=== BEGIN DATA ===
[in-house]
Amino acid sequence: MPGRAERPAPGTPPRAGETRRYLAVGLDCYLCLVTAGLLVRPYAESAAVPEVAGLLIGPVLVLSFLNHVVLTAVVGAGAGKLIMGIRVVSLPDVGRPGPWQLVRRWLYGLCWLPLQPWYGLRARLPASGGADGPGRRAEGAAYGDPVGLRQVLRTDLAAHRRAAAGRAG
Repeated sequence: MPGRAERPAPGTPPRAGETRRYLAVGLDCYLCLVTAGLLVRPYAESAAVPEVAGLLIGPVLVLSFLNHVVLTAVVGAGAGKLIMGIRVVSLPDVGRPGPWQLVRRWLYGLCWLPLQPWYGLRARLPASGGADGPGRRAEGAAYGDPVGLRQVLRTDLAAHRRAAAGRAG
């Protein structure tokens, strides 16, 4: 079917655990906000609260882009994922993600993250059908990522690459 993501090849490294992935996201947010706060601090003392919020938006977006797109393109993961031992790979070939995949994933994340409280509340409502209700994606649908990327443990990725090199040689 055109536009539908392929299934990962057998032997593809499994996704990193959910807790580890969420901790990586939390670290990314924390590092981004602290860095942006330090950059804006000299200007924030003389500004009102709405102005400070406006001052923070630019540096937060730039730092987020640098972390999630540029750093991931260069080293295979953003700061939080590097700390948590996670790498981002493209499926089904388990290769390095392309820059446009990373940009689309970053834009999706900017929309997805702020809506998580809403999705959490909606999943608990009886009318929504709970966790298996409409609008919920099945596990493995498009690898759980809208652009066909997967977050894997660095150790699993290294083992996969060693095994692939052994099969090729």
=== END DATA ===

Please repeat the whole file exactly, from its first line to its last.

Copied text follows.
[in-house]
Amino acid sequence: MPGRAERPAPGTPPRAGETRRYLAVGLDCYLCLVTAGLLVRPYAESAAVPEVAGLLIGPVLVLSFLNHVVLTAVVGAGAGKLIMGIRVVSLPDVGRPGPWQLVRRWLYGLCWLPLQPWYGLRARLPASGGADGPGRRAEGAAYGDPVGLRQVLRTDLAAHRRAAAGRAG
Repeated sequence: MPGRAERPAPGTPPRAGETRRYLAVGLDCYLCLVTAGLLVRPYAESAAVPEVAGLLIGPVLVLSFLNHVVLTAVVGAGAGKLIMGIRVVSLPDVGRPGPWQLVRRWLYGLCWLPLQPWYGLRARLPASGGADGPGRRAEGAAYGDPVGLRQVLRTDLAAHRRAAAGRAG
């Protein structure tokens, strides 16, 4: 079917655990906000609260882009994922993600993250059908990522690459 993501090849490294992935996201947010706060601090003392919020938006977006797109393109993961031992790979070939995949994933994340409280509340409502209700994606649908990327443990990725090199040689 055109536009539908392929299934990962057998032997593809499994996704990193959910807790580890969420901790990586939390670290990314924390590092981004602290860095942006330090950059804006000299200007924030003389500004009102709405102005400070406006001052923070630019540096937060730039730092987020640098972390999630540029750093991931260069080293295979953003700061939080590097700390948590996670790498981002493209499926089904388990290769390095392309820059446009990373940009689309970053834009999706900017929309997805702020809506998580809403999705959490909606999943608990009886009318929504709970966790298996409409609008919920099945596990493995498009690898759980809208652009066909997967977050894997660095150790699993290294083992996969060693095994692939052994099969090729």